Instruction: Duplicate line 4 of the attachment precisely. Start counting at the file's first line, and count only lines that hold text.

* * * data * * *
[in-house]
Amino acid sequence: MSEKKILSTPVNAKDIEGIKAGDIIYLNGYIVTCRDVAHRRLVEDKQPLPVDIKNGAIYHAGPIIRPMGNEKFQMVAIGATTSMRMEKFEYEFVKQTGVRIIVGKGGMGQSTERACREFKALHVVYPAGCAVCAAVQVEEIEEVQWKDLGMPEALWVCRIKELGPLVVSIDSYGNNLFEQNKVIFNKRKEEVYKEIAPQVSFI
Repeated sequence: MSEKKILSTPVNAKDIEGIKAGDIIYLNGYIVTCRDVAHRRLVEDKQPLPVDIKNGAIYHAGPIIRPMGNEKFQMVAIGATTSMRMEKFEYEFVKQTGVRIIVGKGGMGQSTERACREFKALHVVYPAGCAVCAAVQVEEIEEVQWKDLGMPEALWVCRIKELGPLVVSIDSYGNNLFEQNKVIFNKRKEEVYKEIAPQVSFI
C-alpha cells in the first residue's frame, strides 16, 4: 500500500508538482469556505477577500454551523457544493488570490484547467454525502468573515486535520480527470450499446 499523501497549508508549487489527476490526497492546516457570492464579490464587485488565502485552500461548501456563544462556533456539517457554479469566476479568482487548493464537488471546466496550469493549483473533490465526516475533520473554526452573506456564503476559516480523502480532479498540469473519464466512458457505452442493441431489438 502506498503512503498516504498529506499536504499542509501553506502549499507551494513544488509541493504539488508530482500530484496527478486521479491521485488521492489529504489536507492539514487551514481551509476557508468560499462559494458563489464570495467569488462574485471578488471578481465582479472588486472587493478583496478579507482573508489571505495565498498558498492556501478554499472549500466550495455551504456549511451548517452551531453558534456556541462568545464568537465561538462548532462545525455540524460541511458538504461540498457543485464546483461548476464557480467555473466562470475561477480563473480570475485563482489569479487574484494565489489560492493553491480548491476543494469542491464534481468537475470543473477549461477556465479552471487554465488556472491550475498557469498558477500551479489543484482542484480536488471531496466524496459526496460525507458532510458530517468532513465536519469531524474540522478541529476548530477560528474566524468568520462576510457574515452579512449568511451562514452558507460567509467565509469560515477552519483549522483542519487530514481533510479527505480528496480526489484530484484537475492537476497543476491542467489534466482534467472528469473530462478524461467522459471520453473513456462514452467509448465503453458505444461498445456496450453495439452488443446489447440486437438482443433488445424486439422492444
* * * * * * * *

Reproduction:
C-alpha cells in the first residue's frame, strides 16, 4: 500500500508538482469556505477577500454551523457544493488570490484547467454525502468573515486535520480527470450499446 499523501497549508508549487489527476490526497492546516457570492464579490464587485488565502485552500461548501456563544462556533456539517457554479469566476479568482487548493464537488471546466496550469493549483473533490465526516475533520473554526452573506456564503476559516480523502480532479498540469473519464466512458457505452442493441431489438 502506498503512503498516504498529506499536504499542509501553506502549499507551494513544488509541493504539488508530482500530484496527478486521479491521485488521492489529504489536507492539514487551514481551509476557508468560499462559494458563489464570495467569488462574485471578488471578481465582479472588486472587493478583496478579507482573508489571505495565498498558498492556501478554499472549500466550495455551504456549511451548517452551531453558534456556541462568545464568537465561538462548532462545525455540524460541511458538504461540498457543485464546483461548476464557480467555473466562470475561477480563473480570475485563482489569479487574484494565489489560492493553491480548491476543494469542491464534481468537475470543473477549461477556465479552471487554465488556472491550475498557469498558477500551479489543484482542484480536488471531496466524496459526496460525507458532510458530517468532513465536519469531524474540522478541529476548530477560528474566524468568520462576510457574515452579512449568511451562514452558507460567509467565509469560515477552519483549522483542519487530514481533510479527505480528496480526489484530484484537475492537476497543476491542467489534466482534467472528469473530462478524461467522459471520453473513456462514452467509448465503453458505444461498445456496450453495439452488443446489447440486437438482443433488445424486439422492444